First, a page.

The rCEED approach addresses these issues by viewing the leaf nodes in an embedded structure as independent variables. To measure the degree of coevolution, we estimate how similar the deviations from the reference structure are for each embedded structure. Doing this makes it possible to remove the background treeoflife correlation without direct subtraction of rRNA distances from amino acid distances or assuming independence between distances. Specifically, we fit the reference structure(s) onto the first embedded structure and then onto the second structure separately (see Figure 2). Afterwords, we superimpose these two reference structures onto each other while carrying along their associated structures, which are the actual targets of interest. After this superimposition we can remove the reference structures, and then measure the degree of similarity between the remaining two target structures. As a single outlier can make the estimation of correlation coefficients unreliable [23] we also evaluated the use of vCEED in this application as it is specifically tailored for dealing with outliers (see following section as well as Methods for more details).
We compared the predictions of rCEED and vCEED to those of the mirrortree, tolmirrortree, phylogenetic vector projection, and partial correlation methods using the data of Pazos and colleagues [17]. This data consisted of 388 protein interactions (true positives) out of a total of 19,972 possible between 188 E. coli proteins. Results are shown in Table 1 where we benchmarked the performance of all methods by computing the area under receiver operating characteristic curve (AUC) and estimated the significance by using the method of DeLong et al. [24]. We also provide the area under precisionrecall curve, with the full precisionrecall curves provided in additional file 1. As shown in Table 1, the AUC for the precisionrecall curve was the greatest for vCEED with a value of 0.091, followed by rCEED using either patristic (0.083) or observed (0.069) distances. The worst performer was the mirrortree method with an PRAUC of 0.048. Similar trends are observed when using the ROC score with rCEED having a score of 0.763, with that of mirrortree and tolmirrortree being 0.687 and 0.722 respectively. The phylogenetic vector projection and partial correlation approach had ROC scores of 0.704 and 0.687 respectively. In all cases, the difference in AUC between rCEED and other methods was statistically significant (pvalues ≈ 10^{6}). We also found that the AUC of vCEED was 0.763  nearly that of rCEED using patristic distances.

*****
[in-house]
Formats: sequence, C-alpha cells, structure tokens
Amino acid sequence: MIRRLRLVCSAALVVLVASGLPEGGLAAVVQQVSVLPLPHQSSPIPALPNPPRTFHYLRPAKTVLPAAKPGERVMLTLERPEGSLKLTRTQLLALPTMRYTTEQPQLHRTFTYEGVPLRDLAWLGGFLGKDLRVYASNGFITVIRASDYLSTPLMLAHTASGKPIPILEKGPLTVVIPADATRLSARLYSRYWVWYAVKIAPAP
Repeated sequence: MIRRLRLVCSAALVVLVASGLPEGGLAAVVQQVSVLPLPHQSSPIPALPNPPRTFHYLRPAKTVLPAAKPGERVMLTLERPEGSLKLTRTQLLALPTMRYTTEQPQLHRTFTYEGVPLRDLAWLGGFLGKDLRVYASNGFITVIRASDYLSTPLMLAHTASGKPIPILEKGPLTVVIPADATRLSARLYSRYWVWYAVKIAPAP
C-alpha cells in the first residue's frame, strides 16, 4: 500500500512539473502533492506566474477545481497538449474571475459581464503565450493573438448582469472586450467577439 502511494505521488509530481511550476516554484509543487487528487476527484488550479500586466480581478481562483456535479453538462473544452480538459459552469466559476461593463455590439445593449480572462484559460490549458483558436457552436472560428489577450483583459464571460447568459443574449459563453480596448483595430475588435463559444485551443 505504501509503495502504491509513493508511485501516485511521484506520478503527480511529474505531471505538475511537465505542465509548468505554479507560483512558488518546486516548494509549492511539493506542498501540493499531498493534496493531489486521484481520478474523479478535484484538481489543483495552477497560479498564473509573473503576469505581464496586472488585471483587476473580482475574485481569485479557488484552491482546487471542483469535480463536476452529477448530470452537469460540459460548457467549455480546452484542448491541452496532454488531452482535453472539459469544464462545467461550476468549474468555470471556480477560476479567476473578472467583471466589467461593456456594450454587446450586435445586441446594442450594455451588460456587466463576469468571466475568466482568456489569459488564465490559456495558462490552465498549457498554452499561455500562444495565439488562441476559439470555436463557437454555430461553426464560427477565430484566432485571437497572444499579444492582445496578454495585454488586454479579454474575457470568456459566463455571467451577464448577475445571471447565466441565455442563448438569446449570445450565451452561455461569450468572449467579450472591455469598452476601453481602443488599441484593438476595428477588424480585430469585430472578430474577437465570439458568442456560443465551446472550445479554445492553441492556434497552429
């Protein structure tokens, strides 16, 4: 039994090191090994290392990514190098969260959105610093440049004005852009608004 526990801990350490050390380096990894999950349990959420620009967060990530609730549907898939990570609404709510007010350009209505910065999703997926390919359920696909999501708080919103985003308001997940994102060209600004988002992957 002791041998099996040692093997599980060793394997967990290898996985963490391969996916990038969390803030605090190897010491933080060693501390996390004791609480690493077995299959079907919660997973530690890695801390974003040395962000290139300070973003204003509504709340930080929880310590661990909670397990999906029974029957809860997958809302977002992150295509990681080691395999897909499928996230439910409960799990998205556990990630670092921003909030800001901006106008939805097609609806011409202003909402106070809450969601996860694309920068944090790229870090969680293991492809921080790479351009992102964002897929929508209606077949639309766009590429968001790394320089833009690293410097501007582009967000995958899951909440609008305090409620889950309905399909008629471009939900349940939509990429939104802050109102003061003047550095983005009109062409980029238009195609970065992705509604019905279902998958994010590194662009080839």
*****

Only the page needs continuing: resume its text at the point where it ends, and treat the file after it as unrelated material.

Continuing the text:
Additional file 1. PrecisionRecall curves for protein interaction predictions. PrecisionRecall curves for vCEED, rCEED (patristic distance), rCEED (observed distance), tolmirrortree, phylogenetic vector projection, partial correlation, and mirrortree methods. The area under these PrecisionRecall curves are shown in Table 1.
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Table 1. AUCs of tested approaches for detecting protein interactions via coevolution.
Detection of horizontal gene transfer
With the basic xCEED approach, we are able to estimate how well two trees match in a global sense through a least squares model. Specifically, if there exists an incongruent region between two trees, the least squares approach will tend to smooth away large local errors by allowing greater errors in other, otherwise wellaligning regions. However, in some cases we would prefer to maintain the best alignment of a substructure and/or be able to identify outliers that are not consistent with a comparison structure. To address this need, we adapted a robust Procrustes method previously proposed by Verboon and Heiser [21], with the difference between this and globally optimal superimposition diagrammed in Figure 3.
Figure 3. Schematic of the difference between classical Procrustes alignment and Verboonian robust alignment (vCEED). Classical Procrustes alignment is shown in (a) with errors distributed across all corresponding pairs during global alignment. This is in contrast to vCEED (b), where an outlier becomes clearly distinguishable due to the alignment of a matching (local) substructure.
In Figure 3(a) it can be seen that errors are distributed across all pairs, as would be done using the basic xCEED method using least squares (e.g. rCEED with a reference structure). However, in this example there is a substructure that is in fact identical between the two that is lost as a result of the spreading of errors throughout the alignment. In contrast, Figure 3(b) shows the case where we have used Verboonian robust Procrustes (vCEED) for the alignment. In this case we have found and aligned the identical substructures; allowing identification of both this region of highsimilarity as well as the outliers which deviate significantly between the two distance matrices.
This ability to detect local similarity and/or outliers is of particular utility in the identification of horizontal gene transfer (HGT) events. In HGT, a gene or group of genes is transferred laterally from another species, rather than inherited vertically from the parent(s). There are a variety of approaches to predict the occurrence of HGT based on, for example, codon usage, patterns of sequence homology, and patterns of gene distribution [25,26]. However, the most robust method for detecting HGT is through the comparison of phylogenetic trees of different genes. When a species accepts a gene laterally from another species, the location of the recipient species in the phylogenetic tree will be unusually close to the location of the donor species, which can be detected through manual analysis of the tree. Using vCEED, we can detect possible HGT by comparing a tree that potentially harbors one or more HGT events with a reference tree that does not, and then identifying the associated outliers as likely HGT candidates.